Vail is 100 miles from Denver, but nearly all is on I-70. Winter driving in the Rockies can be tricky, and snow has been known to close Vail Pass, but thousands make the trip nearly every weekend in the ski season.
5. Resorts closer to Denver could handle freestyle skiing, slopestyle and snow boarding. Winter Park (66 miles away) or Copper Mountain (77 miles) are possibilities. Amtrak's California Zephyr already has a stop near Winter Park; more trains presumably could be added on that line. Tracks from ski trains that ran into Winter Park until a few years ago still are used by freight traffic.
6. Steamboat Springs, which advertises itself as the home of 79 Olympians, is the obvious site for ski jumping and cross-country skiing. It already has ski jump hills that meet international ski federation standards. Steamboat's only drawback is being relatively remote -- 160 miles from Denver and about 90 from I-70.
7. A Winter OIympics would bring just as much benefit to the USOC as a Summer Games. Certainly, the TV revenue would be less, but the exposure and sponsor interest would probably be the same.
And, weather aside, the Winter Games are so much easier to stage than the Summer Games. Winter is a dinner party for eight. Summer is a dinner party for 1,000.
8. Although IOC voting for host cities is notoriously unpredictable and often swayed by filthy lucre, it seems likely the United States has little chance at a Summer Olympics until 2028 if, as expected, Paris wants to host 2024 to mark the centenary of its last Olympics.
The best Summer Games bet for the USOC would be to wait for 2032 and have Los Angeles bid to mark the centenary of its first Olympics. That's a long wait.
9. Even though many IOC members have long memories and a stunning ability to harbor old resentments, few are likely to hold Denver's Olympic history against a 2022 bid. (Plus, only five current IOC members were members in the 1970s, just two when Denver got and turned back the Games, which went to Innsbruck, Austria.)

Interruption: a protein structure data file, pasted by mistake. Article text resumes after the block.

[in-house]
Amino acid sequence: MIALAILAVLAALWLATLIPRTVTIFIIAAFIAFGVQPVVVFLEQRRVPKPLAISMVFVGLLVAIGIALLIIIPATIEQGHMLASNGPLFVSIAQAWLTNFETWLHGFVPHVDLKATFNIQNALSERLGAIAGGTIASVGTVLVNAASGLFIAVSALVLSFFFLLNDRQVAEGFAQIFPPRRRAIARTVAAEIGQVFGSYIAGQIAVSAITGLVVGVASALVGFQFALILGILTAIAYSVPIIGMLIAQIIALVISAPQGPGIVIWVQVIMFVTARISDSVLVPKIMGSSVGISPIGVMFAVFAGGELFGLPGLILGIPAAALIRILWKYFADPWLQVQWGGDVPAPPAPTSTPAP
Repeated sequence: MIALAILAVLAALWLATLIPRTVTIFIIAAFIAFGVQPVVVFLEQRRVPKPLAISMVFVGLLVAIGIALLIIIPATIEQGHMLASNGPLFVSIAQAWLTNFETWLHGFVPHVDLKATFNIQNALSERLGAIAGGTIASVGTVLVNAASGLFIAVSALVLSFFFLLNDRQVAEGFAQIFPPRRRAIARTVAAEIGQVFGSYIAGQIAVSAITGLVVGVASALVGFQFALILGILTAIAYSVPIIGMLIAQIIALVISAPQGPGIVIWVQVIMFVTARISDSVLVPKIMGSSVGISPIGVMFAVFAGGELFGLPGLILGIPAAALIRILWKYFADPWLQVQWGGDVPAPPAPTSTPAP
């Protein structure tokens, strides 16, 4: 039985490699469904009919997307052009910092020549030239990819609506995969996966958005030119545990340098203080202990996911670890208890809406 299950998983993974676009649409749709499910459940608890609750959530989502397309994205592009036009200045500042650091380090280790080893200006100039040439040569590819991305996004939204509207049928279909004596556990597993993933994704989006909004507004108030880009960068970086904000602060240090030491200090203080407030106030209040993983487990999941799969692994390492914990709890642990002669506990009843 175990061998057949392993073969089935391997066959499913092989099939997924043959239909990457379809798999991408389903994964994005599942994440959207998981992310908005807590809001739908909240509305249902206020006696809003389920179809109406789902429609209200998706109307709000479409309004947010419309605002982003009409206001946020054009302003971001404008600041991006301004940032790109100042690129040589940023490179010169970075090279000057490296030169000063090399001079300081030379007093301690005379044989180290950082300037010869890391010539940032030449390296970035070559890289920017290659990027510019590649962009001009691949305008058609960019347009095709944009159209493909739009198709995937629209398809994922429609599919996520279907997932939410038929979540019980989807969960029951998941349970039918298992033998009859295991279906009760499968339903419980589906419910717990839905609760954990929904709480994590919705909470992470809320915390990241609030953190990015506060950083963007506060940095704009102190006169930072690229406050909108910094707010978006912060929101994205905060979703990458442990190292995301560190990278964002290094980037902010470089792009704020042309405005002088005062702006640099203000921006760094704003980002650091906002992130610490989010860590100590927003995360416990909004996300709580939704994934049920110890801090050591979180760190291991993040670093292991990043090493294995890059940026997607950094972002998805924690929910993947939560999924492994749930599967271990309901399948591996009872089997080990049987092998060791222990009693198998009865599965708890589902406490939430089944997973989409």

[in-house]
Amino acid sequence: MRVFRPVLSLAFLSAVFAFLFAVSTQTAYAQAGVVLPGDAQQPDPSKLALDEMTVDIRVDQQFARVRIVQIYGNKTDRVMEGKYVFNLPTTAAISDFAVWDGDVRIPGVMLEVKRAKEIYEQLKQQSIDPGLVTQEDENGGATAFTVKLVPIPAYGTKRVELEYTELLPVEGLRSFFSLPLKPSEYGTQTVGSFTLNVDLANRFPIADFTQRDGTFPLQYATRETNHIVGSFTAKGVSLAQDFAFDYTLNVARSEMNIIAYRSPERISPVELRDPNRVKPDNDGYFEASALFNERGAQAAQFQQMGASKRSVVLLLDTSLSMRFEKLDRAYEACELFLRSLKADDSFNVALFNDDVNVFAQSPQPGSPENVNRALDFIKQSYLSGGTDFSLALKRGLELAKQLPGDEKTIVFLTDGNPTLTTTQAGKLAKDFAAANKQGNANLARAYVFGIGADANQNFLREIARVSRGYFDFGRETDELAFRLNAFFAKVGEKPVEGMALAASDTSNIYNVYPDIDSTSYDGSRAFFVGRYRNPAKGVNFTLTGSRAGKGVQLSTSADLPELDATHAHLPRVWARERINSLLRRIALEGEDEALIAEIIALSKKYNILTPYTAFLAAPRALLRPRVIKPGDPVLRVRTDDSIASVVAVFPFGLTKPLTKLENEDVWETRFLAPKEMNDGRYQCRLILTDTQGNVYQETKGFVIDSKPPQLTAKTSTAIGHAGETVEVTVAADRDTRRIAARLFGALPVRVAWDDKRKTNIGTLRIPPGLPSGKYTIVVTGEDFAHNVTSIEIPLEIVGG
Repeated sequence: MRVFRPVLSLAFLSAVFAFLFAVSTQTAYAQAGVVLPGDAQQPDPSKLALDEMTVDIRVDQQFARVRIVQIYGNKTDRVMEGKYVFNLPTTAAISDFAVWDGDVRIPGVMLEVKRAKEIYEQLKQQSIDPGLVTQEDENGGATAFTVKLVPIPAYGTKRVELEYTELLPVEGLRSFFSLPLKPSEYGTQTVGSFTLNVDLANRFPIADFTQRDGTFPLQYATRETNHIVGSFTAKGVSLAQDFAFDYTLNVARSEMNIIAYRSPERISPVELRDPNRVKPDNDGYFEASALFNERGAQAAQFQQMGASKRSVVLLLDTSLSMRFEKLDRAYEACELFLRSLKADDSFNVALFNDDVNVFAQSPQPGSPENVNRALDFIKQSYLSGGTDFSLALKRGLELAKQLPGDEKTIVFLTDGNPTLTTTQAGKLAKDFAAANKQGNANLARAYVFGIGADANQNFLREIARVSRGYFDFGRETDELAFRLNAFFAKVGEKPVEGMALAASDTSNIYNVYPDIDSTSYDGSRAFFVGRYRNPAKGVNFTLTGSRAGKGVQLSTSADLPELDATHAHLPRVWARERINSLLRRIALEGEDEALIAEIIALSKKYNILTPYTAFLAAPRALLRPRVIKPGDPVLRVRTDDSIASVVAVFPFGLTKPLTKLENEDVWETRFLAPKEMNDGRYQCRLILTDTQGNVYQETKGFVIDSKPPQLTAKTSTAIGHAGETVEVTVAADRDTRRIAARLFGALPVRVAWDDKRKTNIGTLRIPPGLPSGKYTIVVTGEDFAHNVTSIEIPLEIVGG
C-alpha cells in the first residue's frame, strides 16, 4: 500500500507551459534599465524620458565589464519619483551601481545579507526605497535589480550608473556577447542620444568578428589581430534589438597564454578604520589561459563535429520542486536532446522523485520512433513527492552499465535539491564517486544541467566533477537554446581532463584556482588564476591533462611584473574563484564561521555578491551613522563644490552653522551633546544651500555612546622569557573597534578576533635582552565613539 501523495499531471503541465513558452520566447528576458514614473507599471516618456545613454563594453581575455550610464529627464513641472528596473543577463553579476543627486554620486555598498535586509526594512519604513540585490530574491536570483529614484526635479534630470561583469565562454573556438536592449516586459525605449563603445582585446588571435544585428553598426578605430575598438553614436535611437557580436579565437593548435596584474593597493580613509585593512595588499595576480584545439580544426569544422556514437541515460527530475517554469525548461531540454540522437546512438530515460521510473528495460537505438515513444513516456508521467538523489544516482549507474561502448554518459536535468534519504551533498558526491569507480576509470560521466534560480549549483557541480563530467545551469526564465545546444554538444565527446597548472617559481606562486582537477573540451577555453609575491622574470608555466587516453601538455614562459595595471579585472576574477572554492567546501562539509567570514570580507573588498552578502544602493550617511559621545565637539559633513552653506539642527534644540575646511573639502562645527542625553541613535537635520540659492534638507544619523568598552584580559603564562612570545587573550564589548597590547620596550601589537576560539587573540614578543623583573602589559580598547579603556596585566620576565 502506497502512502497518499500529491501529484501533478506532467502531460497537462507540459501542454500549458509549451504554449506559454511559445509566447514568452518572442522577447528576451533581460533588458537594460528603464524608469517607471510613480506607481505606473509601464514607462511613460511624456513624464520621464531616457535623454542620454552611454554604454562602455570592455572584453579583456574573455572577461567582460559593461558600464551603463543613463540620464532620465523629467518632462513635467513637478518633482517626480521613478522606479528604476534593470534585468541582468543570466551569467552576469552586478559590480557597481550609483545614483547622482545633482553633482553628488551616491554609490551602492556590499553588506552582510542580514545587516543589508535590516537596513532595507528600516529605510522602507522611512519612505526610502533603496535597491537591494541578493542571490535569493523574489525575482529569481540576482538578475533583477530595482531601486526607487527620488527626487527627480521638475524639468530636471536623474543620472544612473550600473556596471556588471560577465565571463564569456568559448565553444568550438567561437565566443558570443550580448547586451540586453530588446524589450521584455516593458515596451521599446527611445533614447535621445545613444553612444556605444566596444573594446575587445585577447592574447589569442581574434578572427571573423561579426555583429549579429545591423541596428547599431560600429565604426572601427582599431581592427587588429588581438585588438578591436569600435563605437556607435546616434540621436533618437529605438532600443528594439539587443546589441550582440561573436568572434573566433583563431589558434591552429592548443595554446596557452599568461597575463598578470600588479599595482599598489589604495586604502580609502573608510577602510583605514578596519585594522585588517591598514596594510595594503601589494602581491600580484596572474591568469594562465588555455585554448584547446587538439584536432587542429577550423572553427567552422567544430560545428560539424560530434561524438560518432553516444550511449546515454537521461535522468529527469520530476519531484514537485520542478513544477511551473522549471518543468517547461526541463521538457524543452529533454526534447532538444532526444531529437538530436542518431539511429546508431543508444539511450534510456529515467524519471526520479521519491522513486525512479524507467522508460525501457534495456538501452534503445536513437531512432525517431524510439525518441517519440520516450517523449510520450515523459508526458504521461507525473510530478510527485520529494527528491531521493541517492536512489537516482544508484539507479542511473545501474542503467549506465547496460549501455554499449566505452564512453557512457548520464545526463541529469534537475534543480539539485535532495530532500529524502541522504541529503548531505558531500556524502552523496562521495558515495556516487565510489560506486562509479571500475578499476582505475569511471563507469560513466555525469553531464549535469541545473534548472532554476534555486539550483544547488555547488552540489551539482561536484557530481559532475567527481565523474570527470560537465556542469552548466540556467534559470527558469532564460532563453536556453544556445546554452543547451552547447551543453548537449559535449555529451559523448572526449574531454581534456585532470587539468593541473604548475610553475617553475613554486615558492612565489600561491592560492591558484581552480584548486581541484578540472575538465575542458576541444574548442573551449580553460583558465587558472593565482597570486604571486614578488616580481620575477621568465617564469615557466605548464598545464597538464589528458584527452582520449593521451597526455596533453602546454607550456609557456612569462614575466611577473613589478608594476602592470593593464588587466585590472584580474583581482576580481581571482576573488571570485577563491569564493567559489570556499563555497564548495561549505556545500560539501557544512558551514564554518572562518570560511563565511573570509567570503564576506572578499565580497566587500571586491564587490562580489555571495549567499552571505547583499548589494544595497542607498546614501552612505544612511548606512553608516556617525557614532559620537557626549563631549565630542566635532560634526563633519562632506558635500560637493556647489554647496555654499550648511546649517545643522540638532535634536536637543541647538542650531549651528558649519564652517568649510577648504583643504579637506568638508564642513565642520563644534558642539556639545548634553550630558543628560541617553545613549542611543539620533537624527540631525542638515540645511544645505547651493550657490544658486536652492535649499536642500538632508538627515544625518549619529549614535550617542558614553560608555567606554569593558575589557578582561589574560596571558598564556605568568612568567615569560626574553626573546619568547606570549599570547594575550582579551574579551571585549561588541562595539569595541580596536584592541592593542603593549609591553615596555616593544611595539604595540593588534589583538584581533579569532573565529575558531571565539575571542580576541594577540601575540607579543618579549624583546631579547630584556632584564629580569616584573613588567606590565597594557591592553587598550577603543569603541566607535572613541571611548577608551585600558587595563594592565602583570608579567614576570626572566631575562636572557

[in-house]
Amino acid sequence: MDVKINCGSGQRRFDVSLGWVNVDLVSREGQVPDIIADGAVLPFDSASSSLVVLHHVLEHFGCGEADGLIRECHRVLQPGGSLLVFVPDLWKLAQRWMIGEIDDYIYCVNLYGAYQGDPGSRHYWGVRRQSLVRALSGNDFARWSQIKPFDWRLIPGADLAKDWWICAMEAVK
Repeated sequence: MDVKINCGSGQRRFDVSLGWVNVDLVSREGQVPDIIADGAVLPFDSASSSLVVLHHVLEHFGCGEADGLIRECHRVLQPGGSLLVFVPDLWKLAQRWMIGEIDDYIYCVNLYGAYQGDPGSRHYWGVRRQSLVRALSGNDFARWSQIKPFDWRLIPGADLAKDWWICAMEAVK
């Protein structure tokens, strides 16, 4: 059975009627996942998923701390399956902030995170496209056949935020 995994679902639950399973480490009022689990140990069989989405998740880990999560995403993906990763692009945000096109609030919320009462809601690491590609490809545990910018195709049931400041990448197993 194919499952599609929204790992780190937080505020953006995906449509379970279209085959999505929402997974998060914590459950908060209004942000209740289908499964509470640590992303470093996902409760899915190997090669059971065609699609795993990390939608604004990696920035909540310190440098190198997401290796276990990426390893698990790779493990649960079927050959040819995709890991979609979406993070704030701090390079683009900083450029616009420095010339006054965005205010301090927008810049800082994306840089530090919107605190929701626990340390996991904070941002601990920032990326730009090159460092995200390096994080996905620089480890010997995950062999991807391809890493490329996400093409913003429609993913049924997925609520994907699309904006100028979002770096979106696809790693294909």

Certainly, some will object about the distances involved. But nearly all recent Winter Games have been split between a city and relatively far-flung mountains. The 2018 Winter Games in Pyeongchang, South Korea, will be an exception, but the tradeoff there is mountains so low and so near the sea that weather could have a dramatic negative impact on alpine skiing.
(Salt Lake City actually was the perfect blend of city and nearby mountains, and a group there has shown interest in a 2022 bid. But it is hard to imagine the IOC returning just 20 years after the 2002 Winter Games, unless its members really mean what they say about keeping host city costs down, since Salt Lake already has the needed facilities.)
10. There is no guarantee Colorado residents won't have as mixed feelings about 2022 as they did about 1976, when both money and environmental concerns played into the referendum's defeat.
But in a state where ski tourism has become increasingly important and developed -- and, in this era of plane travel, Colorado is far more accessible to Europeans, South Americans and Asians than it was 35 years ago -- the global exposure from a Winter Games should be significant economically.
Expanded train service should be a selling point to environmentalists.
So why bother with a costly and time-consuming domestic competition? If Denver wants to bid and can show that a majority of Coloradans support the idea, the USOC need go only 70 miles up the road from its headquarters to find the country's next Olympic host.